this text is an extract from the 'The Transition Handbook' of Rob Hopkins
A growing number of writers and thinkers now argue that the decline in availability of liquid fuels and their rising prices will inevitably lead to the local scale becoming more important. As David Fleming writes, 'Localisation stands, at best, at the limits of practical possibility, but it has the decisive argument in its favour that there will be no alternative.'
[Rob Hopkins] argues that we need to build the capability to produce locally those things that we can produce locally. It is, of course, easy to attack this idea by pointing out that some things, such as computers and frying-pans, can't be made at a local level. However, there are a lot of things we could produce locally: a wide range of seasonal fruit and vegetables, fresh fish, timber, mushrooms. dyes, many medicines, furniture, ceramics, insulation materials, soap, bread, glass, dairy products, wool and leather products, paper, building materials, perfumes and fresh flowers - to name but a few. We aren't looking to create a 'nothing in, nothing out' economy, but rather to close economic loops where possible and to produce locally what we can.
This raises enormous questions as to what a more localised manufacturing sector would look like, and the practicalities and economics of rebuilding a zero-carbon (or ideally carbon-negative) localised manufacturing sector - a sector that has been, over the past two decades, largely dismantled and outsourced to China. Although China had become a voracious consumer of oil, coal, gas and most other raw materials, more than half of the energy and raw materials it takes are used to make products for export. When considering the reduction of the EU's carbon emission, it is worth remembering that at the moment we don't factor in what they would look like if we started making things again, as we shall doubtless have to.
When peak oil is dropped into the mix, localisation is no longer a choice - it is the inevitable direction in which we are moving, one we can do nothing about, other than decide whether we want to embrace its possibilities or cling to what perceive that we are about to lose. The oil age can be seen as a 200-year period which enabled us to move away from a primarily local focus and then to move back to it again.
The principle reason for this is transportation. Peak oil is primarily a problem of liquid fuels, and liquid fuels are rarely used now to generate power. Coal tends to be used to generate electricity, gas for power and also for domestic heating, but the liquid petroleum products are key to transportation. Some of this consumption is essential, such as emergency services, public transport and agriculture, but much of it has been necessitated by work options, settlement designs, the systematic undermining of local economies over the past 50 years, and our deeply ingrained cultural perception that we have the right to go where we want, when we want, and how we want. The availability of cheap liquid fuels has allowed us to design a food supply system in which huge amounts of energy are used moving food and other goods around just for the sake of it.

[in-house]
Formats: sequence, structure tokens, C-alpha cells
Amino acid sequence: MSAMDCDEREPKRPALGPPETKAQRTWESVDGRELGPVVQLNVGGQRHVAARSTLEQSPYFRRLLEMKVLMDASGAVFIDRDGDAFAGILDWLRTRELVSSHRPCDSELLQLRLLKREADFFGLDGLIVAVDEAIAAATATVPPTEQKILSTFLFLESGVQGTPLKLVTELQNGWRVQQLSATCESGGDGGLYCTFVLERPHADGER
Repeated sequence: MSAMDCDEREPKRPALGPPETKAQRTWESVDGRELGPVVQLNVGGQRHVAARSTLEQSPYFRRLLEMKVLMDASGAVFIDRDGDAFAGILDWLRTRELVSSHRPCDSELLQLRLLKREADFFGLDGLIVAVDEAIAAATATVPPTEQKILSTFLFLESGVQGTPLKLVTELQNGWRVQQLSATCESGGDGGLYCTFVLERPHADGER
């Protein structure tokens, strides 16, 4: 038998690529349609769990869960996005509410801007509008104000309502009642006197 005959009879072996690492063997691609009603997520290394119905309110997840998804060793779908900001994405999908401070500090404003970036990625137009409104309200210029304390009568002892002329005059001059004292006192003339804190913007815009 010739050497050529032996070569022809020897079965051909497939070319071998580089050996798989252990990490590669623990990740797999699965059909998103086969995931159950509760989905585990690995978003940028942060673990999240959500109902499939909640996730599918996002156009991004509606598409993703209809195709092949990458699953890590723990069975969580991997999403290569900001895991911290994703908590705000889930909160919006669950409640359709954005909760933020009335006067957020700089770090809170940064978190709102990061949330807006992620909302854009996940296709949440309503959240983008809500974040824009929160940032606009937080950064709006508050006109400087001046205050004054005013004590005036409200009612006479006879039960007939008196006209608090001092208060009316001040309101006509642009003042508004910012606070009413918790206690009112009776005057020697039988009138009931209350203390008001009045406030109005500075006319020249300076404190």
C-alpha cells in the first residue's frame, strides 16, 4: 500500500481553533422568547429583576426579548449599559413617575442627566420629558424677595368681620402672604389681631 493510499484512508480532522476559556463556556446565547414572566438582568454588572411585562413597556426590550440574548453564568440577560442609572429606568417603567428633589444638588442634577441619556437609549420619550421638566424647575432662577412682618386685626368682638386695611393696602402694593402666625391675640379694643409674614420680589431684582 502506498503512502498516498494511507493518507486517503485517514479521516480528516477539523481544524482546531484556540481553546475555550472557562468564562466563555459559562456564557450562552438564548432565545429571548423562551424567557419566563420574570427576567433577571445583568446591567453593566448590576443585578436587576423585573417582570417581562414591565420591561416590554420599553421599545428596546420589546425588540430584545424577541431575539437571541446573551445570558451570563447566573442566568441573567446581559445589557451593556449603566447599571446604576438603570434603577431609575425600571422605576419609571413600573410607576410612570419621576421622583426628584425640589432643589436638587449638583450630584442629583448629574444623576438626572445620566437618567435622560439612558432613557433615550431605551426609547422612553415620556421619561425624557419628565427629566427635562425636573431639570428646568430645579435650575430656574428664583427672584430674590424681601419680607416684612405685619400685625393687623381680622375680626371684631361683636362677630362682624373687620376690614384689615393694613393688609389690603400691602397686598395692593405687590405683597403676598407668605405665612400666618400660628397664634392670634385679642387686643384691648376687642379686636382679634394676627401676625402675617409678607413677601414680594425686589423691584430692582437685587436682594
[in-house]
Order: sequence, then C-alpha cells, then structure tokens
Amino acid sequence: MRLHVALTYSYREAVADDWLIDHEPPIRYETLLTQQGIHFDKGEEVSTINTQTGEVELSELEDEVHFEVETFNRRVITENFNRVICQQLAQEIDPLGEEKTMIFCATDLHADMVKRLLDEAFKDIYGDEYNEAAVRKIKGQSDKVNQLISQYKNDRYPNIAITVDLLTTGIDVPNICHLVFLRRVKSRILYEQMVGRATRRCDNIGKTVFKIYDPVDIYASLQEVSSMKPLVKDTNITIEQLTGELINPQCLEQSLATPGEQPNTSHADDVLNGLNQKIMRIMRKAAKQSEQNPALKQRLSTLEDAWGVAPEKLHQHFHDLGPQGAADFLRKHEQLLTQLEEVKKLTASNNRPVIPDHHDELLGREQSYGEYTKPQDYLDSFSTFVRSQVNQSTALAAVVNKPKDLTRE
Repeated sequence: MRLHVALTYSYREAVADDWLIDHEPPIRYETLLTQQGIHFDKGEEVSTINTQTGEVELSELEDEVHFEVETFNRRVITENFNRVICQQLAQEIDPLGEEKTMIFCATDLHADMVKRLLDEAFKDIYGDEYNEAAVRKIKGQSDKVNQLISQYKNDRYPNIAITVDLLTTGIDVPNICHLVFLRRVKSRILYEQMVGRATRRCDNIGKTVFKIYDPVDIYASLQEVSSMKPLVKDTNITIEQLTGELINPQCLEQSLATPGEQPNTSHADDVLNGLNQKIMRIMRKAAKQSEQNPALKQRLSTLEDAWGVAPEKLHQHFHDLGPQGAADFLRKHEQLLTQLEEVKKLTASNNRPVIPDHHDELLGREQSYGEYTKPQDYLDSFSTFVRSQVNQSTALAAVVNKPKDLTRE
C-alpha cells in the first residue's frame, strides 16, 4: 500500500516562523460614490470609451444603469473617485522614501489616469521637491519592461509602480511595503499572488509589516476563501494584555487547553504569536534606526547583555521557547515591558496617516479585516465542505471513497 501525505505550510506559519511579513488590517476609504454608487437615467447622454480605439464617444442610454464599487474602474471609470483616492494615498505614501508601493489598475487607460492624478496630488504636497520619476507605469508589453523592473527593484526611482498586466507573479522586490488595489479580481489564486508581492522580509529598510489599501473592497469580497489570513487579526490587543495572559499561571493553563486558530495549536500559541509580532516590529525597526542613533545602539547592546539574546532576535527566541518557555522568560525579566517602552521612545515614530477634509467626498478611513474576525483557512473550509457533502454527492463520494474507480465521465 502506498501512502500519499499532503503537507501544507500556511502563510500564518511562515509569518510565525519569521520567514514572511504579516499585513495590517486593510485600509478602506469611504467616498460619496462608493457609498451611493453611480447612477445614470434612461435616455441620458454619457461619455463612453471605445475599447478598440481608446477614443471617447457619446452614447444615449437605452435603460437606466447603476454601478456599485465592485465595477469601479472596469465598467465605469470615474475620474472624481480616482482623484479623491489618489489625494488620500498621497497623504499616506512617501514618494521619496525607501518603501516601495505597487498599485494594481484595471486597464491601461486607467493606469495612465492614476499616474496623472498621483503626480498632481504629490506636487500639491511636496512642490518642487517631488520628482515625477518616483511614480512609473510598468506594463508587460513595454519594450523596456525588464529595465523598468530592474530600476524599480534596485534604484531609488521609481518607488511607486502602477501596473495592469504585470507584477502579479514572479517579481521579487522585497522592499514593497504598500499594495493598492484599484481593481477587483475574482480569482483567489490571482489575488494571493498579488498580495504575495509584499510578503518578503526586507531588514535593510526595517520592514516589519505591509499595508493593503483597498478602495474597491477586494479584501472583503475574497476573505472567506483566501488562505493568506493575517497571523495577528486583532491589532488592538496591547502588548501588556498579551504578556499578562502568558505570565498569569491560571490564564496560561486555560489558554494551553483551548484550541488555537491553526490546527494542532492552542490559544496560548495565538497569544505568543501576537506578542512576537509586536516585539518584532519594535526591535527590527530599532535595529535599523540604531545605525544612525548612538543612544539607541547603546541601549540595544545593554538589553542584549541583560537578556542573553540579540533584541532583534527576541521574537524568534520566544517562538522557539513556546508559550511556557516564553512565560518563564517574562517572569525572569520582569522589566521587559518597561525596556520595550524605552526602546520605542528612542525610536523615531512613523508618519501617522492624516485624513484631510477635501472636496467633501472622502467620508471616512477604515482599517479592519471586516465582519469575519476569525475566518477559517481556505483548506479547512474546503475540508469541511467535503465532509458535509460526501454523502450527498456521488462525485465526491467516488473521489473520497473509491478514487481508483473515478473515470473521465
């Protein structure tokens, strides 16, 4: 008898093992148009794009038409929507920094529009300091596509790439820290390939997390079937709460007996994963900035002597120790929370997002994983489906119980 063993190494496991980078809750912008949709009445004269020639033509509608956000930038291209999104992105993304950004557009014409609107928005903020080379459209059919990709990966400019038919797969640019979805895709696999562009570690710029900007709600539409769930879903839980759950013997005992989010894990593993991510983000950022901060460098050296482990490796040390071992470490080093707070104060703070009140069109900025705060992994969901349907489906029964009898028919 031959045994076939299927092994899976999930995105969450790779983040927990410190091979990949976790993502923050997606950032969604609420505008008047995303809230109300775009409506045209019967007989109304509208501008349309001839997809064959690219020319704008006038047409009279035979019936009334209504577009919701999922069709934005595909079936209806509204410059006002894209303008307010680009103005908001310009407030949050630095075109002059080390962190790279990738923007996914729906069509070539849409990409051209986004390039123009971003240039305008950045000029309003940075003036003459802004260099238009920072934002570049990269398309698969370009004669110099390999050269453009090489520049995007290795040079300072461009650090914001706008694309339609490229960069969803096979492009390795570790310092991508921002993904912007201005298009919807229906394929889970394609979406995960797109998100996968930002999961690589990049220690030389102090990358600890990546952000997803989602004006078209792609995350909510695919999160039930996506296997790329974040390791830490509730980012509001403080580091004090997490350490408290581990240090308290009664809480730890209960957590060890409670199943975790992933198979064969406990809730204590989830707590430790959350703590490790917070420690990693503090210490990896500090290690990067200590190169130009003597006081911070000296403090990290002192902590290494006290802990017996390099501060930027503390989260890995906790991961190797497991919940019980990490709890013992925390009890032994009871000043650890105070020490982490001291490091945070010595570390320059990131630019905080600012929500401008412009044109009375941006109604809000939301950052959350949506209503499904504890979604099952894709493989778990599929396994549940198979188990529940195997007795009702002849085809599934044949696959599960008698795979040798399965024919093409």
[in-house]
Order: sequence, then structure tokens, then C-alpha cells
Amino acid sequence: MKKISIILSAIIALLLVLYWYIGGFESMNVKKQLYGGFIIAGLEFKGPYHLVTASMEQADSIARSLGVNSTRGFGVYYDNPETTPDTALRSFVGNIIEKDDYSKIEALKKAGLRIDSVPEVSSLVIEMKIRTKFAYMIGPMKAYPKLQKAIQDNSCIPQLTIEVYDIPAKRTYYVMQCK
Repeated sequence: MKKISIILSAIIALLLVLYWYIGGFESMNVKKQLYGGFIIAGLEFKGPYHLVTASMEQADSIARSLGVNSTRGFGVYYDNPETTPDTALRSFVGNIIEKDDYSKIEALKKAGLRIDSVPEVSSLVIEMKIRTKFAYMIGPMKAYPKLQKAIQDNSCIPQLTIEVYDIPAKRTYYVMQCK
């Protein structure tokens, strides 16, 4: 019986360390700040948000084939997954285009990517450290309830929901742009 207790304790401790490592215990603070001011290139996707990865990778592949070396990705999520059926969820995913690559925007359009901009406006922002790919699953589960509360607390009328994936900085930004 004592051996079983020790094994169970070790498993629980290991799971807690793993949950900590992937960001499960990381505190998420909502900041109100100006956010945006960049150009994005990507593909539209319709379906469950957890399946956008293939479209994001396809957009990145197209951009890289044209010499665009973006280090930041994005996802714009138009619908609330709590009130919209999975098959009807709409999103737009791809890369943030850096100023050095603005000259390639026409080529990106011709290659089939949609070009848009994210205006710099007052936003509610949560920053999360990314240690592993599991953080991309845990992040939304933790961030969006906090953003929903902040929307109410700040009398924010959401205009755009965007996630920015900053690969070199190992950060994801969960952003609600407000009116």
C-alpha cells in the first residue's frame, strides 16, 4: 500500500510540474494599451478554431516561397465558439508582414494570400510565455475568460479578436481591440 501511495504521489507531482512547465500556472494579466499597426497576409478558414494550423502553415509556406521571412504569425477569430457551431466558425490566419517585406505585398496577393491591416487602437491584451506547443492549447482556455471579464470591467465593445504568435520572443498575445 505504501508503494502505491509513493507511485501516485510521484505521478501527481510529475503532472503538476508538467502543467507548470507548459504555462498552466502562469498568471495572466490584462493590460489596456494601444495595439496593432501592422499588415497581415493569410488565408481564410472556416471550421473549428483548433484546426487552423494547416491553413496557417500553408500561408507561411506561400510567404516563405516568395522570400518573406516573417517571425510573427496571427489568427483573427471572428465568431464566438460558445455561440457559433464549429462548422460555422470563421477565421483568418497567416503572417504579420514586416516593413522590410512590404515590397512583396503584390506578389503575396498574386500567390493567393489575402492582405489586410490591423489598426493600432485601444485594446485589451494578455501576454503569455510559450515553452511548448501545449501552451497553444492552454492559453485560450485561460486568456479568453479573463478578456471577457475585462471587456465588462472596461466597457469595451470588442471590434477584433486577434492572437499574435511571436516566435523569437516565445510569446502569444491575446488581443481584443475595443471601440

To recap, given that our current global, centralized supply systems are entirely dependent on cheap fossil fuels and the uninterrupted supply of those fuels and their continuing cheapness is increasingly in doubt, we need refocus on the creation of local production systems.
What is inevitable, though, is the return of the local and the small scale, and the turning away from the global. This will not be a isolationist process of turning our backs on the global community. Rather it will be one of communities and nations meeting each other not from a place of mutual dependency but of increased resilience.
top-down and bottom-up
Transition initiatives will function best in the context of a combination of top-down and bottom-up responses, none of which can address the challenge in isolation.
Governments generally don't lead, they respond. They are reactive, not proactive. It is essential that we remember that many of the decisions they will inevitably have to make as part of preparing for powerdown are perceived to be pretty much inconceivable from an electoral perspective. Take carbon rationing, for instance: few people would be brave enough at this stage to run for government on a ticket which promises people less every year - less car use and less energy availability.
However, there is no reason why these ideas could not be made attractive to the electorate by right candidates. If, through the creation of an energy descent plan which has engaged the community and which offers a positive vision of lower-energy future, communities have set out where they want to go, then a very dynamic interface is created between communities, local and national government.
Communities could set the agenda, saying to the government: 'Here is our plan: it addresses all the issues raised by the coming challenges of climate change and energy security, and it also will revitalise our local economy and our agricultural hinterland, but it will work far better if carbon rationing is in place, and if the true costs of fossil fuels are reflected in goods and services.' The fear of change is removed for government, and they become swept along in a huge movement for change. But until then we still have a long way to go and time is getting short.
On an individual level, we should offer our support to any campaigns that drives forward the building of resilience and the cutting of carbon emissions, and direct our spending power when we go shopping to support businesses with a genuine commitment to lower energy use and sustainable business practice, in particular those whose practices build local resilience.
2. rebuilding resilience
back to local level
Rob Hopkins (2008): The Transition Handbook: from oil dependency to local resilience, Green Books, p.68-77